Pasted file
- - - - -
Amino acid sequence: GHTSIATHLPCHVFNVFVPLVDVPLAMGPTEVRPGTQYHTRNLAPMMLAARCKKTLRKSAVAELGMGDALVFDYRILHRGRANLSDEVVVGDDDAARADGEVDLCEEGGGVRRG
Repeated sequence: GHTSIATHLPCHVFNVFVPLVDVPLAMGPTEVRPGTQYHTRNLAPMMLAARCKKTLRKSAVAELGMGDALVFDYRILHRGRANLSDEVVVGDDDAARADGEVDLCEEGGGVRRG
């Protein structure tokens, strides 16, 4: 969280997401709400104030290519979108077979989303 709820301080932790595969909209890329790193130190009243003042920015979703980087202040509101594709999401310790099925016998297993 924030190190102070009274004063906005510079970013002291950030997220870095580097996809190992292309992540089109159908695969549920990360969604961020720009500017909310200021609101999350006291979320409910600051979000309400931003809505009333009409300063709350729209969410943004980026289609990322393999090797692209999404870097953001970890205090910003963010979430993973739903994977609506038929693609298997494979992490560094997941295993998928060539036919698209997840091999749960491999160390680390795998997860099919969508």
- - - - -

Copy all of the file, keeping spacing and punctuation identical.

Amino acid sequence: GHTSIATHLPCHVFNVFVPLVDVPLAMGPTEVRPGTQYHTRNLAPMMLAARCKKTLRKSAVAELGMGDALVFDYRILHRGRANLSDEVVVGDDDAARADGEVDLCEEGGGVRRG
Repeated sequence: GHTSIATHLPCHVFNVFVPLVDVPLAMGPTEVRPGTQYHTRNLAPMMLAARCKKTLRKSAVAELGMGDALVFDYRILHRGRANLSDEVVVGDDDAARADGEVDLCEEGGGVRRG
């Protein structure tokens, strides 16, 4: 969280997401709400104030290519979108077979989303 709820301080932790595969909209890329790193130190009243003042920015979703980087202040509101594709999401310790099925016998297993 924030190190102070009274004063906005510079970013002291950030997220870095580097996809190992292309992540089109159908695969549920990360969604961020720009500017909310200021609101999350006291979320409910600051979000309400931003809505009333009409300063709350729209969410943004980026289609990322393999090797692209999404870097953001970890205090910003963010979430993973739903994977609506038929693609298997494979992490560094997941295993998928060539036919698209997840091999749960491999160390680390795998997860099919969508």